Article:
With some 30 cities and 80 organizations on record opposing the state agriculture department’s plan to spray coastal cities and the Bay Area to eradicate the light brown apple moth (LBAM), one city is bucking the trend. Reedley, a Fresno County agricultural community of around 24,000, has stepped up to support the state.
In other LBAM news, a new study claiming to show the ill effects of the spray was unveiled on Thursday.
On May 13, the five-member Reedley City Council voted unanimously to “support the Department of Food and Agriculture and the USDA’s efforts for using organic pheromones to eradicate the LBAM.”
“We’re concerned with the health of everyone in California,” Reedley Councilmember Scott Brockett told the Planet Thursday. “I don’t want it to be us against them. We need to be able to protect one another’s interests.”
It is not clear why Reedley was the first central valley community to support spraying the Bay Area. No LBAMs have been found in the Central Valley.
According to the 2000 census, Reedley is a relatively poor community with 23 percent of the population living below the poverty line. Unemployment is also about 23 percent. About 68 percent of the population is Hispanic. Slightly more than half of the voters voted for Bush and Cheney in 2004.
CDFA Spokesperson Steve Lyle said his department was reaching out “to provide information” to various communities in and outside the Bay Area and Santa Cruz area targeted for the spray.
Brockett works as a paramedic and says he has high regard for the health and safety of all Californians. “We’re in support of them spraying an organic pheromone,” he said, underscoring that it was important to use the pheromone now, rather than having to resort to a more dangerous pesticide later.
Those who oppose the state’s planned aerial spraying, however, say it is both dangerous and ineffectual.
The California Department of Food and Agriculture sprayed Checkmate on Monterey and Santa Cruz counties in the fall, asserting they were not required to do environmental studies before they sprayed because the spread of the moth was an emergency that could devastate California’s billion dollar agricultural business. Judges in the Santa Cruz and Monterey area have since said that the state must do environmental impact reports before they spray those counties again. The CDFA said it will appeal the rulings but has yet to do so.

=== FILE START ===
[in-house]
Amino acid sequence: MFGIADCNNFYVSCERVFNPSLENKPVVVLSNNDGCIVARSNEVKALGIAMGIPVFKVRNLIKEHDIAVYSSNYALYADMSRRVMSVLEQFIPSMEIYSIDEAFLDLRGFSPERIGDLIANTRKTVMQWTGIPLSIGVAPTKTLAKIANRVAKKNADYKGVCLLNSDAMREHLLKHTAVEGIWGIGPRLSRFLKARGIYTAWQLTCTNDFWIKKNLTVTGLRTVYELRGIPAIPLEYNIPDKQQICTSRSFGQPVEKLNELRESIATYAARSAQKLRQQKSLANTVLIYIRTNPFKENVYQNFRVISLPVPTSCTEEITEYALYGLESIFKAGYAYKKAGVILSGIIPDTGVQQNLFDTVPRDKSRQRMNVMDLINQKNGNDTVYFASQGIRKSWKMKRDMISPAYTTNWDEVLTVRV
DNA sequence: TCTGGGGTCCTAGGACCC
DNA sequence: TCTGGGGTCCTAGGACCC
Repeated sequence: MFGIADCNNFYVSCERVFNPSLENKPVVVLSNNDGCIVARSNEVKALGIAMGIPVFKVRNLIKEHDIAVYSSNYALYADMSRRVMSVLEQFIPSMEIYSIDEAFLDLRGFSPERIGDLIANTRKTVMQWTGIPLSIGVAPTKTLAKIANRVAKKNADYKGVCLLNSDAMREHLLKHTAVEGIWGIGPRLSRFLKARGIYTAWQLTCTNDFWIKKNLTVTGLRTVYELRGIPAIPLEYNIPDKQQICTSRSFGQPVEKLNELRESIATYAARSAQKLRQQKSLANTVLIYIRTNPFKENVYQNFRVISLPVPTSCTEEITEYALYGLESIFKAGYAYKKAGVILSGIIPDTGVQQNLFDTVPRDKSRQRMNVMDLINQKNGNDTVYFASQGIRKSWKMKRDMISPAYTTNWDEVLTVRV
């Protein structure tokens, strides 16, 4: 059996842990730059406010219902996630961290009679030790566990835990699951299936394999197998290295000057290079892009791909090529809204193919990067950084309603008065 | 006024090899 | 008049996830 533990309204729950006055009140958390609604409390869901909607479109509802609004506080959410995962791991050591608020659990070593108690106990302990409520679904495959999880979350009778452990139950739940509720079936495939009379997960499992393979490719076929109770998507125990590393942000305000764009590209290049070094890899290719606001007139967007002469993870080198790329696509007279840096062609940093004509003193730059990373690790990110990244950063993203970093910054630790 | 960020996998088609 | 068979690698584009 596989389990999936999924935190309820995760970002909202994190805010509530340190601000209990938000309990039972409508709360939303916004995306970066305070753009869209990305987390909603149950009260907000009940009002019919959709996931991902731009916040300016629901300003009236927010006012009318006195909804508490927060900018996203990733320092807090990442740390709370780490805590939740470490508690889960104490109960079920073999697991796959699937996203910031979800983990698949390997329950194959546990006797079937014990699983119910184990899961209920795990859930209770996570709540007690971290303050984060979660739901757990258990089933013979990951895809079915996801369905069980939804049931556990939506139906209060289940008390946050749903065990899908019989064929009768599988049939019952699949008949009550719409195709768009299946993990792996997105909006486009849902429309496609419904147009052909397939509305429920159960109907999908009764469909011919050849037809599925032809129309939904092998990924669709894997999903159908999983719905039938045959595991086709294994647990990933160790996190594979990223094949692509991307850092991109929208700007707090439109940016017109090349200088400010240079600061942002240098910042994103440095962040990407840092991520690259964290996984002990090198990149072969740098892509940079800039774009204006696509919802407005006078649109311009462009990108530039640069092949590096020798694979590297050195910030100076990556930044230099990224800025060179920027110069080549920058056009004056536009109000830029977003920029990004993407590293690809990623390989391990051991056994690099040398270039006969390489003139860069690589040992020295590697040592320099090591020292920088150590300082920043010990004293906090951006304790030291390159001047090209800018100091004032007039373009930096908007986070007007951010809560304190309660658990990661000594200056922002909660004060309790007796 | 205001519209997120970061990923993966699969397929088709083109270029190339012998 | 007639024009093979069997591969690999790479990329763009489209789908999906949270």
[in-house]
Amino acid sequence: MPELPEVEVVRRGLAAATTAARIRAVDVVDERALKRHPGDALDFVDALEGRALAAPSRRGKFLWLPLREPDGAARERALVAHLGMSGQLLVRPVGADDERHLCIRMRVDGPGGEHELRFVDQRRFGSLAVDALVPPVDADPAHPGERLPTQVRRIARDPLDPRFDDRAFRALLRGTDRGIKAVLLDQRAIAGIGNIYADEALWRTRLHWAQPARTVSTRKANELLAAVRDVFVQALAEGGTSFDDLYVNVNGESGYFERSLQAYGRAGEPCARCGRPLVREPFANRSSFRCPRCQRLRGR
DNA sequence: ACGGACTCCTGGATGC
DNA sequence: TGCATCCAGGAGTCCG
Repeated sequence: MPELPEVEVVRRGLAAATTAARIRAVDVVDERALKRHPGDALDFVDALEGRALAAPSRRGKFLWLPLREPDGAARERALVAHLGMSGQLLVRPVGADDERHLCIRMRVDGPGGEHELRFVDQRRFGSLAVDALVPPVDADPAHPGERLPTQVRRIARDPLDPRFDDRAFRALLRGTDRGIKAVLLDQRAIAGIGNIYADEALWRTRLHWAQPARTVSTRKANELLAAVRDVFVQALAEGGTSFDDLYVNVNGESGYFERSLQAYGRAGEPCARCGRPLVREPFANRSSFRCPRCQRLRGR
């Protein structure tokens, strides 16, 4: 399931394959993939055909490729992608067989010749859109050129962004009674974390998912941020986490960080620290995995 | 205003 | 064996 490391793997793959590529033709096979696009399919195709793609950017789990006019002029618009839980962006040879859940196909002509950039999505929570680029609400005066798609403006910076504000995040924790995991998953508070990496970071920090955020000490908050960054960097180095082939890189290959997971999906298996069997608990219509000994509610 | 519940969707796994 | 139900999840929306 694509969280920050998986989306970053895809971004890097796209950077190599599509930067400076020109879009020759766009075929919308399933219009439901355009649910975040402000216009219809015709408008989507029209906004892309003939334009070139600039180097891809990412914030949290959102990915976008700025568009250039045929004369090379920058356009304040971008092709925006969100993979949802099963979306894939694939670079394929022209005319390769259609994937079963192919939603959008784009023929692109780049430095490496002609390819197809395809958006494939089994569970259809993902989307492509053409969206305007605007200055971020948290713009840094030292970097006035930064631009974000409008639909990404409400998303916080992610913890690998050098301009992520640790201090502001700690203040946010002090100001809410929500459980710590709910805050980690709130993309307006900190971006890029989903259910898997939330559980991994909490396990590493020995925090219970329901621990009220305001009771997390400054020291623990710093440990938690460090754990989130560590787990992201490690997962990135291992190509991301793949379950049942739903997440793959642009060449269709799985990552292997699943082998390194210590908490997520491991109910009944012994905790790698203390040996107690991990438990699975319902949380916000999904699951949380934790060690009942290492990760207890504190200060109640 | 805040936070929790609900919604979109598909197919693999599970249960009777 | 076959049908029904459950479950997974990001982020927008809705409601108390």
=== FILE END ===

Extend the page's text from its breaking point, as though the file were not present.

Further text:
After the fall spray, some 600 people fell ill. The public outcry that arose has been transformed into an effort to fight the state and stop the spray. (See stopthespray.org.)
While Brockett said he was satisfied that the state agriculture department was giving the city good advice, numerous scientists, including a group of entomologists from UC Davis, have said that the light brown apple moth is a pest the state can live with and that the product used to eradicate it—some entymologists say eradication is impossible—is untested and dangerous.
On Thursday Dr. Ann Haiden, a doctor of osteopathic medicine, unveiled a new study in a teleconference with reporters that honed in on adverse health effects resulting from the September spray.
Among Haiden’s concerns are the size of the microcapsules in which the synthetic pheromone and other chemical ingredients of the spray are contained in order to be sprayed.
“The smallest can reach the deepest part of the lung,” she said, noting that the particles can damage nasal passages as well.
Among the ingredients in the product that was sprayed is BHT, or butylated hydroxytoluence. “It is used in lab studies to induce cancer,” Haiden said.
“The effects of inhaled BHT in humans have not been studied,” says Haiden’s study, which can be read at http://drhaiden.com/moth.
She said it was important to understand that the reaction to the spray would be different among different individuals. “The portion of the population with higher susceptibility needs to be studied,” she said. “Up to 50 percent of the population can be at risk.”
Haiden condemned the CDFA for not studying the health effects of the product, including the long-term effects of repeated applications, which could include hormone disruption, developmental defects, lung disease or cancer.
“Reliance on short-term symptoms, or lack thereof, as the major determinants of safety is misguided given our current, and growing, knowledge base,” the study says.
“The acute symptoms after the spray are the tip of the iceberg,” Haiden said.
CDFA spokesperson Steve Lyle reacted to the report Thursday with a press statement downplaying the study.
“If a product other than Checkmate is chosen, this study would be obsolete as a forward-looking document of value to Bay Area residents,” he wrote.
The statement further said that “aerial treatment will not resume until a thorough battery of toxicology tests is completed on the four products currently being considered.” Gov. Arnold Schwarzenegger called for the tests in April. They are expected to completed by mid-August.
Several individuals who participated in the phone press conference said they and their children had suffered ill health as a result of the September spray. Participants included naval officer Tim Wilcox, whose son, with no previous respiratory problems, was hospitalized twice with breathing problems after the spray.
“Reports found no link between the illness claims and the Checkmate product,” Lyle wrote.